2021 marks the 50th anniversary of the signing of the Convention on Wetlands of International Importance, more commonly referred to as the Ramsar Convention. To celebrate this, the World Wetlands Day theme for 2021 is “Wetlands and Water”. Wetlands play a critical role in ecosystem function, maintaining and improving water quality, providing a water supply, providing habitat for threatened fauna species, and supporting climate change adaptation by protecting our coastlines from storm surge, for example.

EMM’s Senior Aquatic Ecologist, Brooke Hay, has led our aquatic ecology team through a busy 2020, surveying waterways and wetlands across New South Wales from the Sydney Basin, Nandewar, South Eastern Highlands to the New England Tablelands bioregions. In keeping with the World Wetlands Day theme of “biodiversity conservation”, we wanted to share information on one particularly interesting threatened aquatic species that we recorded during one of our 2020 aquatic ecology surveys.

The Southern Purple-spotted Gudgeon (Mogurnda adspersa) is listed as Endangered under the NSW Fisheries Management Act 1994 and, during the 1980s, was considered to be extremely rare in inland NSW due to degradation of habitat, cold water pollution, river regulation, and predation by exotic species. The Southern Purple‑spotted Gudgeon generally prefers slow-flowing or still water with a substantial amount of macrophyte coverage or a rocky benthos. The species is known to occur in quite shallow water and needs a very specific temperature range to trigger spawning.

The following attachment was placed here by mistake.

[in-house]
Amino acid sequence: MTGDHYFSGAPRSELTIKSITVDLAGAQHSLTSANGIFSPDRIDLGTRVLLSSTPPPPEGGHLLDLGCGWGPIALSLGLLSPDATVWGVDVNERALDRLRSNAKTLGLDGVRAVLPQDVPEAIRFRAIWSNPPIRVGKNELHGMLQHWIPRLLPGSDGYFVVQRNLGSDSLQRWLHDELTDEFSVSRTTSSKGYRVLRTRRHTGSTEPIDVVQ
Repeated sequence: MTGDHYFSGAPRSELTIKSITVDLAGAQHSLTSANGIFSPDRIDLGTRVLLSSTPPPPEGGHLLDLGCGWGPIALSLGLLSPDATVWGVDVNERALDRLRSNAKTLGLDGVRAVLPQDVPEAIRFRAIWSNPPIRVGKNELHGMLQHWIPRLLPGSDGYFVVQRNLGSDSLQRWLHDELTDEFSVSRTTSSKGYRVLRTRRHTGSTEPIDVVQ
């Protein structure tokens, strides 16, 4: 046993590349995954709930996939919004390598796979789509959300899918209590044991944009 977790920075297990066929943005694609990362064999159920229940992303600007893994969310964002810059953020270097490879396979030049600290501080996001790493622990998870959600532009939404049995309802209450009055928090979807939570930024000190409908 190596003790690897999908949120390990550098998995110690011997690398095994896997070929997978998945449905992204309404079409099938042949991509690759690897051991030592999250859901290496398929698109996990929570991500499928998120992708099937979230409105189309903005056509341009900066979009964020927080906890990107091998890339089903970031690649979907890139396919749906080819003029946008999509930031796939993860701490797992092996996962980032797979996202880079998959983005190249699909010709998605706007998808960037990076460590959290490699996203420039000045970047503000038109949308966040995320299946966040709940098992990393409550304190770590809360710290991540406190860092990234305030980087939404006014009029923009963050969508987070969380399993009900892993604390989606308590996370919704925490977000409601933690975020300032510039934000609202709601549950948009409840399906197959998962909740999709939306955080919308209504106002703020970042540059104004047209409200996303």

Interestingly, this gravid female was found within a small, very shallow pool, likely to have been fed by a groundwater spring and surrounded by agricultural land. More than 100 individuals were recorded. It is likely that this spring supports this small local population during drought conditions, as no connectivity was observed to an adjacent, flowing river. This suggests that the Southern Purple-spotted Gudgeon may be able to tolerate a wider range of habitat conditions than otherwise thought and confirms the presence of the species within inland NSW, supported by DPI Fisheries monitoring data.

Undertaking aquatic ecology surveys and documenting such species means that we can contribute to knowledge regarding species distribution and habitat characteristics, and ultimately how we can better manage our ecosystems to ensure these species are conserved into the future.


By Brooke Hay,
Senior Aquatic Ecologist

02 9493 9500